Ari Shapiro | KUER 90.1

Ari Shapiro

Indonesia is the fourth most populous country in the world, and its population is young — the median age there is 29, nearly a decade younger than the U.S. or China.

People in the capital city of Jakarta also tweet more than in almost any city in the world. Social media is, in fact, one of the threads that ties this country of more than 17,000 islands together.

One of those social media celebrities is 29-year-old food blogger and Instagram enthusiast Prawnche Ngaditowo, who is known online as "foodventurer."

It's a late Saturday morning and a dozen men are hanging out in a scraggly playing field in Borobudur, Indonesia. There's a shaded dugout along one edge, and a worn patch of dirt in the center that makes this look like a lopsided baseball diamond.

It's training day at the Lapak Netral pigeon racer club.

To race, you must have a pair of birds. Pigeons, it turns out, mate for life. The male bird is the racer, and returning to the female provides his motivation.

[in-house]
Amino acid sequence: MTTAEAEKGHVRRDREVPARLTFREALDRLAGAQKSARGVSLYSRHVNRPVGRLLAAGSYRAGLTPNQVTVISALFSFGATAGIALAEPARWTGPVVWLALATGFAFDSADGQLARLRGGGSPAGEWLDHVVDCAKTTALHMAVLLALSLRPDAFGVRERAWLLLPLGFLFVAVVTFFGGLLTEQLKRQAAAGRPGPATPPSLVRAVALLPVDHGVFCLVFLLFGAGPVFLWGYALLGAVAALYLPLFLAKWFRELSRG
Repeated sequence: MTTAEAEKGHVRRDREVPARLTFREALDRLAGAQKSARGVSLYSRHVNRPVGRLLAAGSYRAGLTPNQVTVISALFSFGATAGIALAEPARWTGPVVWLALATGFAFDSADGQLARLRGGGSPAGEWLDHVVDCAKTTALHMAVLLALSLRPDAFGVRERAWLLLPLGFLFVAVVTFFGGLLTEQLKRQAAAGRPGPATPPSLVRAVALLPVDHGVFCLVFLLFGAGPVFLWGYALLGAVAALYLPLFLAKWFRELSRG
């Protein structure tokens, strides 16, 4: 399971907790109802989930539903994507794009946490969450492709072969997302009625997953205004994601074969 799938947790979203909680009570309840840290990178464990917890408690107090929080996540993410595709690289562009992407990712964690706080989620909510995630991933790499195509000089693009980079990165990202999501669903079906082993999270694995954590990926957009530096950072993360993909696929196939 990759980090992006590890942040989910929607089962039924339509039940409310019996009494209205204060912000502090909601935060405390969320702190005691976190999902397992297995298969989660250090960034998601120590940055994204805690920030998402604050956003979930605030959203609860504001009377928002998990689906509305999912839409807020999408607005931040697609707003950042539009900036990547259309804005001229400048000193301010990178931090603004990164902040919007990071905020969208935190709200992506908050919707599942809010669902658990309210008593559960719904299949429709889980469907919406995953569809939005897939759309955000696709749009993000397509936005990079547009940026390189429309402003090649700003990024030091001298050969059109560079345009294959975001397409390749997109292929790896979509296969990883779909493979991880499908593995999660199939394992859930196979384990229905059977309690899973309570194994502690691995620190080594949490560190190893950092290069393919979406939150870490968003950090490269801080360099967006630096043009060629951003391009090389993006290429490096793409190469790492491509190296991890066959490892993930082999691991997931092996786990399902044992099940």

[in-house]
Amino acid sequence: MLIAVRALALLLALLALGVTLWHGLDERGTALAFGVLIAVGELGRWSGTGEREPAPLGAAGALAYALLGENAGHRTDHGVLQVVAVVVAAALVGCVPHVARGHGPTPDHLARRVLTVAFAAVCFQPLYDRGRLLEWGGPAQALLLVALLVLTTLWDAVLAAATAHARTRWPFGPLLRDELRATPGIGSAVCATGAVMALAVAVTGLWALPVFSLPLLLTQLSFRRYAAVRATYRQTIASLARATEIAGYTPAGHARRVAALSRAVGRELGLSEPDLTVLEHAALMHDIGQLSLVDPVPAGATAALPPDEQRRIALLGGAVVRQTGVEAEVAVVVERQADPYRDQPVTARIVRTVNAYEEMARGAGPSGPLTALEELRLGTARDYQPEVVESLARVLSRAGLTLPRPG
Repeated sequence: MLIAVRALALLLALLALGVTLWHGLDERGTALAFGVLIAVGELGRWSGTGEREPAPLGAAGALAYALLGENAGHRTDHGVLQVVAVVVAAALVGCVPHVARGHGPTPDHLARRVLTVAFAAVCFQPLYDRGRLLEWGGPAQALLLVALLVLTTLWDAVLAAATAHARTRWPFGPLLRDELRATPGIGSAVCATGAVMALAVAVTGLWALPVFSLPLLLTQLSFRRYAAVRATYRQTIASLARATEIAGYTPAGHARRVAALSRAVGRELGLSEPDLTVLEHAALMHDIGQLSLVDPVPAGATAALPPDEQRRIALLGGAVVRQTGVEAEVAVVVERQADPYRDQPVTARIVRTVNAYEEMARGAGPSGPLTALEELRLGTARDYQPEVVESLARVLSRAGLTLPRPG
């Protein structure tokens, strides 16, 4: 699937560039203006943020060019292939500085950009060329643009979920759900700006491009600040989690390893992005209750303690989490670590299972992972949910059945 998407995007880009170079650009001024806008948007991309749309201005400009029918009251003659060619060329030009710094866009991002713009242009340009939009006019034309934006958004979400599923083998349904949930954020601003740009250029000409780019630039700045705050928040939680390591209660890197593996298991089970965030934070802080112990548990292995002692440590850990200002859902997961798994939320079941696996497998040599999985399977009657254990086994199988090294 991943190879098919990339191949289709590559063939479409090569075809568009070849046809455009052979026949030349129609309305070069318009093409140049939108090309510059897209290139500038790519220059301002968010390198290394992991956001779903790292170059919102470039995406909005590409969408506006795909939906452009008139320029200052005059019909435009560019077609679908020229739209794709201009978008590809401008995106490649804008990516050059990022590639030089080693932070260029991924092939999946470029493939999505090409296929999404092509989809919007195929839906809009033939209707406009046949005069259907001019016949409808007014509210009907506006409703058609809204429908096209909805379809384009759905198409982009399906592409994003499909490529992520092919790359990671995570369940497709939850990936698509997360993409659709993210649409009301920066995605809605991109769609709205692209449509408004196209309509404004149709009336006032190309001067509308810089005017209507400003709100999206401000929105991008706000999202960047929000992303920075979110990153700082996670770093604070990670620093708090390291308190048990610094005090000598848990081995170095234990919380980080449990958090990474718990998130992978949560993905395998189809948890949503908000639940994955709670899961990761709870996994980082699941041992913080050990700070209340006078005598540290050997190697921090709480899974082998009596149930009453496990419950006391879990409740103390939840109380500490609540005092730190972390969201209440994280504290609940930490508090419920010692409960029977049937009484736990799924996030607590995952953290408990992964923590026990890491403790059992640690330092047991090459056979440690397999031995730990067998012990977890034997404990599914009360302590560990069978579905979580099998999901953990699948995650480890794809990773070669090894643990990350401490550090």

The males are piled into a cage and ferried by motorbike to a release spot about 2 miles away.

Below a highway overpass in Yogyakarta, Indonesia, college students eat fried noodles and spicy chicken stew from brightly lit food stalls that fill this gritty space. The noise of cars and trucks rumbling overhead mingles with the sound of jets landing at the nearby airport.

A singer's voice begins to pierce this dense cacophony. She has woven palm fronds into her hair to create a headpiece that crowns her sparkly pink outfit. Diners tip her before turning back to their meals.

As home to 250 million people speaking hundreds of languages and spanning some 17,000 islands in an area as wide as the continental U.S., Indonesia is one of the most populous and diverse countries in the world.

Rasika, an Indian restaurant in Washington, D.C., has won just about every recognition possible. The Washington Post called it the No. 1 restaurant in the city. The chef has won a James Beard award — basically the Oscars of the food world. President Obama celebrated his birthday there — twice. And though the place has been open for more than a decade, it is only just now coming out with a cookbook.

Copyright 2017 NPR. To see more, visit http://www.npr.org/.

ARI SHAPIRO, HOST: